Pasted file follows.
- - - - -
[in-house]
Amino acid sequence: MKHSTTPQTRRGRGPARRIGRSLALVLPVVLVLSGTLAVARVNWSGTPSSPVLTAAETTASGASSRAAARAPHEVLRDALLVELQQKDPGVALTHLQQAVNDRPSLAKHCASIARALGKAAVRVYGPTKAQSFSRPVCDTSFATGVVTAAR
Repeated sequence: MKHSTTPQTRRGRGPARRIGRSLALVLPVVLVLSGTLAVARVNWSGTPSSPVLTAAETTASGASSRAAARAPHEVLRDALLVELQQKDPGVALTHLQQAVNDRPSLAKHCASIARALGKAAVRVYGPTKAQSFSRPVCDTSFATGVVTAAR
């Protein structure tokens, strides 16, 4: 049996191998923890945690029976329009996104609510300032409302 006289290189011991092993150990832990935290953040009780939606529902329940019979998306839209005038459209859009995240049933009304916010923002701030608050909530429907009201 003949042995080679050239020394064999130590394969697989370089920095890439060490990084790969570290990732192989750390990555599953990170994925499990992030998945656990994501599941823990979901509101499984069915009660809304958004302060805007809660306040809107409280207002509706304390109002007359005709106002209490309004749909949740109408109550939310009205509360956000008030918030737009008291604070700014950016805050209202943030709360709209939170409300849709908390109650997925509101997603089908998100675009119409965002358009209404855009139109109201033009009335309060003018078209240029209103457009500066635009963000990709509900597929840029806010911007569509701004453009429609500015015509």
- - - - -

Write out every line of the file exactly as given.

[in-house]
Amino acid sequence: MKHSTTPQTRRGRGPARRIGRSLALVLPVVLVLSGTLAVARVNWSGTPSSPVLTAAETTASGASSRAAARAPHEVLRDALLVELQQKDPGVALTHLQQAVNDRPSLAKHCASIARALGKAAVRVYGPTKAQSFSRPVCDTSFATGVVTAAR
Repeated sequence: MKHSTTPQTRRGRGPARRIGRSLALVLPVVLVLSGTLAVARVNWSGTPSSPVLTAAETTASGASSRAAARAPHEVLRDALLVELQQKDPGVALTHLQQAVNDRPSLAKHCASIARALGKAAVRVYGPTKAQSFSRPVCDTSFATGVVTAAR
């Protein structure tokens, strides 16, 4: 049996191998923890945690029976329009996104609510300032409302 006289290189011991092993150990832990935290953040009780939606529902329940019979998306839209005038459209859009995240049933009304916010923002701030608050909530429907009201 003949042995080679050239020394064999130590394969697989370089920095890439060490990084790969570290990732192989750390990555599953990170994925499990992030998945656990994501599941823990979901509101499984069915009660809304958004302060805007809660306040809107409280207002509706304390109002007359005709106002209490309004749909949740109408109550939310009205509360956000008030918030737009008291604070700014950016805050209202943030709360709209939170409300849709908390109650997925509101997603089908998100675009119409965002358009209404855009139109109201033009009335309060003018078209240029209103457009500066635009963000990709509900597929840029806010911007569509701004453009429609500015015509």